• Cut the ping pong balls halfway and you can insert the LED and battery into them. A hobby knife works fine for this.
  • The golf balls require a saw and a little more effort.
  • For balloons, stretch them and blow them up first before inserting the LEDs and batteries.
  • For added effect you can use slow-blinking LEDs that cycle through red, green, and blue.
  • Not every star needs a parachute. Those without parachutes will fly higher and fall faster. Use common sense — what goes up must come down and should not be dangerous if it hits someone.

Step #9: Prepare for launch

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  • Carefully stow the folded main chute on top of the rocket body. If you made a "fuse," tape a coin cell battery between its leads so it lights up.
  • Pack the nose cone by placing the nose cone chute first, then golf balls, then ping pong balls, then the Chuties. (Try variations of this to see what works best for your rockets.)
  • Place the nose cone on the rocket. You should be able to shake the rocket and see some movement of the stars inside. If it's packed too tight the stars won't release.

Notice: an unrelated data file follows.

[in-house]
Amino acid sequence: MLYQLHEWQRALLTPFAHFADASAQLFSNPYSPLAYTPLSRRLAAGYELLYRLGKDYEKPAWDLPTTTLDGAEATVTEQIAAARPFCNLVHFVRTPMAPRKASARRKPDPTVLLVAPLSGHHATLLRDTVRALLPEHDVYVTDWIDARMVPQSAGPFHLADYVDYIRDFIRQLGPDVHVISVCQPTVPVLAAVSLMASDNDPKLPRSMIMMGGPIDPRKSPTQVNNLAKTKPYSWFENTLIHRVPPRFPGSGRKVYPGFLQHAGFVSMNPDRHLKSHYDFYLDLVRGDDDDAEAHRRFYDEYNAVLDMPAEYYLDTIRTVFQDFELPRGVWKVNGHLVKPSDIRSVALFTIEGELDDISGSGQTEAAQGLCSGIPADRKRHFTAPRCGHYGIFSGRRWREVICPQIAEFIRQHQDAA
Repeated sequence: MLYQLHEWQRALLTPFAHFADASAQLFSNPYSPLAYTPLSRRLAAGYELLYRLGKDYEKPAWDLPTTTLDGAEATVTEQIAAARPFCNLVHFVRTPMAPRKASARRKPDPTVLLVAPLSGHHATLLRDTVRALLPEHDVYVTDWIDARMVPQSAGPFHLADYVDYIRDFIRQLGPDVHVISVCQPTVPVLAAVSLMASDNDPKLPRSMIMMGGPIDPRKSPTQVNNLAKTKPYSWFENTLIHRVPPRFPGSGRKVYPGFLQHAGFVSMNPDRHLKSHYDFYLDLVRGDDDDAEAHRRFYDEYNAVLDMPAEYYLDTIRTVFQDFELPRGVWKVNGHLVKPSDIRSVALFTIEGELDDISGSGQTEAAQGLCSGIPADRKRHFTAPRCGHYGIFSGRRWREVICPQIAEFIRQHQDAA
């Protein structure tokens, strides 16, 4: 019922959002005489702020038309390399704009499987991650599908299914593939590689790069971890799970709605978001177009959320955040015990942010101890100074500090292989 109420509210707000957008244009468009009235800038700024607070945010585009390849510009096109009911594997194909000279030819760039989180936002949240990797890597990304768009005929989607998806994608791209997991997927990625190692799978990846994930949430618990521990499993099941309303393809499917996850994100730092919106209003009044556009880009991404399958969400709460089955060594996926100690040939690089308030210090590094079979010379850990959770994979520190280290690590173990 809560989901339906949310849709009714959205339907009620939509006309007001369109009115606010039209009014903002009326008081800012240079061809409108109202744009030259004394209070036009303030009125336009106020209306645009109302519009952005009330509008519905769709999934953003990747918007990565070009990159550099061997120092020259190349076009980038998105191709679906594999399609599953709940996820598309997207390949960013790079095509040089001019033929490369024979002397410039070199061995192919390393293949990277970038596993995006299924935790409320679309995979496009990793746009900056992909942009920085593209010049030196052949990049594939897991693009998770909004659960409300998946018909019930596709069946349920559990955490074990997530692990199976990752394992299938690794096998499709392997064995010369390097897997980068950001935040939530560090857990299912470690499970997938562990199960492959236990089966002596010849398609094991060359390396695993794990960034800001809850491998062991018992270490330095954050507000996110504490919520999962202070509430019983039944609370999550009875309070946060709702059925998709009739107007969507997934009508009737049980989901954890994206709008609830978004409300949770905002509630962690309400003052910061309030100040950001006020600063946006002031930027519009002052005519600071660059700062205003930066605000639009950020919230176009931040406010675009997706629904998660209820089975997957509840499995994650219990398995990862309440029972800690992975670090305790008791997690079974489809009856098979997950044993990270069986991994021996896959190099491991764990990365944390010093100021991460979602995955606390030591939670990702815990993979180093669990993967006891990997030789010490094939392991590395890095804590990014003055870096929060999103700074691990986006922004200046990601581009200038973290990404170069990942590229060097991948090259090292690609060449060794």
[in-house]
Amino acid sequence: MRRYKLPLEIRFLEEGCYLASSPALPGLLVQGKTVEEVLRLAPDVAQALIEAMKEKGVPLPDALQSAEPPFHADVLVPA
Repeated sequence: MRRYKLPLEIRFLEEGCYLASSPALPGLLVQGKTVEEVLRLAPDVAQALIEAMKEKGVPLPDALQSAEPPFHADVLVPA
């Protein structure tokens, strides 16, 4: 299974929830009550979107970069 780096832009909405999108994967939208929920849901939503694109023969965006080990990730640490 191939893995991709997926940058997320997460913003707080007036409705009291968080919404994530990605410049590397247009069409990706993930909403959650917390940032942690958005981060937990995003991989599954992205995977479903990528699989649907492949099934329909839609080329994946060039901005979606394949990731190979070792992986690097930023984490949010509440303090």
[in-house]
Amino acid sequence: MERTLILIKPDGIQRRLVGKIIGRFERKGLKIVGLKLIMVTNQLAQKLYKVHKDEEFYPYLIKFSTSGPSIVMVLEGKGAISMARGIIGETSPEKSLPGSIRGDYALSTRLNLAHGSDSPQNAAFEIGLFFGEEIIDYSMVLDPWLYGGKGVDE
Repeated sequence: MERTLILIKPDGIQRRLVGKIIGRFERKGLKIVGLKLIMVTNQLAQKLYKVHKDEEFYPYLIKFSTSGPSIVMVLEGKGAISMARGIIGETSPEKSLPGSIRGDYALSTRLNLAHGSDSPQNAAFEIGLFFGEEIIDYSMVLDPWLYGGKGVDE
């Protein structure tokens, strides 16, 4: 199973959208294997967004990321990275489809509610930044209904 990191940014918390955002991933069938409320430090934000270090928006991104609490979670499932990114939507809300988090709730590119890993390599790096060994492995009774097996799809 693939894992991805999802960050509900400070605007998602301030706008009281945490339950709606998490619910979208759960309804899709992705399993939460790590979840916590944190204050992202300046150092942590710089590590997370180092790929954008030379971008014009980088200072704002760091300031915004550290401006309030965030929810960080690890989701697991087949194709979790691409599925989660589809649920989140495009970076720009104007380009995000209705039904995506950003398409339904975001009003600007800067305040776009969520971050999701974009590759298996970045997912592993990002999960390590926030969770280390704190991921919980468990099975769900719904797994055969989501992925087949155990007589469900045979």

• The nose cone should sit straight on the rocket, but not be pushed down too far or too tight. If you think it's not on tight enough, it's probably just fine. As long as it's straight you should be good. Again, this is what daytime testing is for. Experiment.
  • Fill your rocket about two-thirds full of water.
  • A bicycle pump is fine for pumping up your rocket. We wanted to to launch a lot of rockets so we used a portable air compressor with a 12-volt battery.

Step #10: Practice.

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  • Test everything in the daytime to avoid the fun of fumbling around in the dark. Try different pressures, angles of launch, and payloads. We found that 70 to 75lbs of pressure worked well with our rockets.